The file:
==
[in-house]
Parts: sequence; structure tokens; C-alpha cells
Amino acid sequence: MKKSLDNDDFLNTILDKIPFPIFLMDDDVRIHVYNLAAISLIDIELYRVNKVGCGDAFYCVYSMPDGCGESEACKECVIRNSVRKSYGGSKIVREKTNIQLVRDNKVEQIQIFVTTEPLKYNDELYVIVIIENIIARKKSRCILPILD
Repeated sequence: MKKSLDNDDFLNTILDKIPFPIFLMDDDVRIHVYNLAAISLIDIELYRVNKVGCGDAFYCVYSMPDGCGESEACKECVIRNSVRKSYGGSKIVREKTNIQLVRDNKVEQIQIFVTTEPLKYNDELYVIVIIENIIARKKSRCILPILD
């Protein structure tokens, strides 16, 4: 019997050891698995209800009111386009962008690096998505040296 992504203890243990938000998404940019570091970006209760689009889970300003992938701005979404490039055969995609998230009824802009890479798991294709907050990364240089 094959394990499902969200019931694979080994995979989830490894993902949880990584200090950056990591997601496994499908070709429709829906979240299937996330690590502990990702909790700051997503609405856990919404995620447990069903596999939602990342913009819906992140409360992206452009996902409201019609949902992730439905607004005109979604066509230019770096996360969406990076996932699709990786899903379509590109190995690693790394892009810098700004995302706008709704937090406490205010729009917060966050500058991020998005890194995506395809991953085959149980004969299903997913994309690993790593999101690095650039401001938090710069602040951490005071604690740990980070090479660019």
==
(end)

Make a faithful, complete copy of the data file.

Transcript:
[in-house]
Parts: sequence; structure tokens; C-alpha cells
Amino acid sequence: MKKSLDNDDFLNTILDKIPFPIFLMDDDVRIHVYNLAAISLIDIELYRVNKVGCGDAFYCVYSMPDGCGESEACKECVIRNSVRKSYGGSKIVREKTNIQLVRDNKVEQIQIFVTTEPLKYNDELYVIVIIENIIARKKSRCILPILD
Repeated sequence: MKKSLDNDDFLNTILDKIPFPIFLMDDDVRIHVYNLAAISLIDIELYRVNKVGCGDAFYCVYSMPDGCGESEACKECVIRNSVRKSYGGSKIVREKTNIQLVRDNKVEQIQIFVTTEPLKYNDELYVIVIIENIIARKKSRCILPILD
């Protein structure tokens, strides 16, 4: 019997050891698995209800009111386009962008690096998505040296 992504203890243990938000998404940019570091970006209760689009889970300003992938701005979404490039055969995609998230009824802009890479798991294709907050990364240089 094959394990499902969200019931694979080994995979989830490894993902949880990584200090950056990591997601496994499908070709429709829906979240299937996330690590502990990702909790700051997503609405856990919404995620447990069903596999939602990342913009819906992140409360992206452009996902409201019609949902992730439905607004005109979604066509230019770096996360969406990076996932699709990786899903379509590109190995690693790394892009810098700004995302706008709704937090406490205010729009917060966050500058991020998005890194995506395809991953085959149980004969299903997913994309690993790593999101690095650039401001938090710069602040951490005071604690740990980070090479660019």